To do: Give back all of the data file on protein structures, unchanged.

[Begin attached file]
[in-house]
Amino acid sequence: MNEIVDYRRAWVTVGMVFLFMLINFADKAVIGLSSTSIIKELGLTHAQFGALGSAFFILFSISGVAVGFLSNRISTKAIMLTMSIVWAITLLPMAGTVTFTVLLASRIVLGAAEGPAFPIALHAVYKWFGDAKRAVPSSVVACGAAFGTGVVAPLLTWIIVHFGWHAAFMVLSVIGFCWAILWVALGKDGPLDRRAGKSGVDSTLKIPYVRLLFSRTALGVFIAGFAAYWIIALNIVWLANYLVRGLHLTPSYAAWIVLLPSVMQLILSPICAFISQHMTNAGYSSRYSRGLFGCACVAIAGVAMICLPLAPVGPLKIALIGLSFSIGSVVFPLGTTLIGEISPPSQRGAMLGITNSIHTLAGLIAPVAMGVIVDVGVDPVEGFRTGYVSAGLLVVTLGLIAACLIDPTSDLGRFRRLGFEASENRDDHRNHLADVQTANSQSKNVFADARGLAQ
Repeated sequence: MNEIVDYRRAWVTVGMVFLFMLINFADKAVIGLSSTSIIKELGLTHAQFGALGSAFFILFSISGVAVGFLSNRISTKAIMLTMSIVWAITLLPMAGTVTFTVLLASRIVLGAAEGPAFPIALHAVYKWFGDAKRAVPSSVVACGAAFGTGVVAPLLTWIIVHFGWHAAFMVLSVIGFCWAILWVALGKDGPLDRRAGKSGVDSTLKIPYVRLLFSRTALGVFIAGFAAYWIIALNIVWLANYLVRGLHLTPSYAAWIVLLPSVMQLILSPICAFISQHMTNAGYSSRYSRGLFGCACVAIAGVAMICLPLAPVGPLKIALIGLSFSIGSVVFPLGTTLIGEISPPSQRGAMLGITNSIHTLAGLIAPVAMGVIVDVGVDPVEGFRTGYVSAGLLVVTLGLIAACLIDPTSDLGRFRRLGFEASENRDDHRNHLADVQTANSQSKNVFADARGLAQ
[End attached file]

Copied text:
[in-house]
Amino acid sequence: MNEIVDYRRAWVTVGMVFLFMLINFADKAVIGLSSTSIIKELGLTHAQFGALGSAFFILFSISGVAVGFLSNRISTKAIMLTMSIVWAITLLPMAGTVTFTVLLASRIVLGAAEGPAFPIALHAVYKWFGDAKRAVPSSVVACGAAFGTGVVAPLLTWIIVHFGWHAAFMVLSVIGFCWAILWVALGKDGPLDRRAGKSGVDSTLKIPYVRLLFSRTALGVFIAGFAAYWIIALNIVWLANYLVRGLHLTPSYAAWIVLLPSVMQLILSPICAFISQHMTNAGYSSRYSRGLFGCACVAIAGVAMICLPLAPVGPLKIALIGLSFSIGSVVFPLGTTLIGEISPPSQRGAMLGITNSIHTLAGLIAPVAMGVIVDVGVDPVEGFRTGYVSAGLLVVTLGLIAACLIDPTSDLGRFRRLGFEASENRDDHRNHLADVQTANSQSKNVFADARGLAQ
Repeated sequence: MNEIVDYRRAWVTVGMVFLFMLINFADKAVIGLSSTSIIKELGLTHAQFGALGSAFFILFSISGVAVGFLSNRISTKAIMLTMSIVWAITLLPMAGTVTFTVLLASRIVLGAAEGPAFPIALHAVYKWFGDAKRAVPSSVVACGAAFGTGVVAPLLTWIIVHFGWHAAFMVLSVIGFCWAILWVALGKDGPLDRRAGKSGVDSTLKIPYVRLLFSRTALGVFIAGFAAYWIIALNIVWLANYLVRGLHLTPSYAAWIVLLPSVMQLILSPICAFISQHMTNAGYSSRYSRGLFGCACVAIAGVAMICLPLAPVGPLKIALIGLSFSIGSVVFPLGTTLIGEISPPSQRGAMLGITNSIHTLAGLIAPVAMGVIVDVGVDPVEGFRTGYVSAGLLVVTLGLIAACLIDPTSDLGRFRRLGFEASENRDDHRNHLADVQTANSQSKNVFADARGLAQ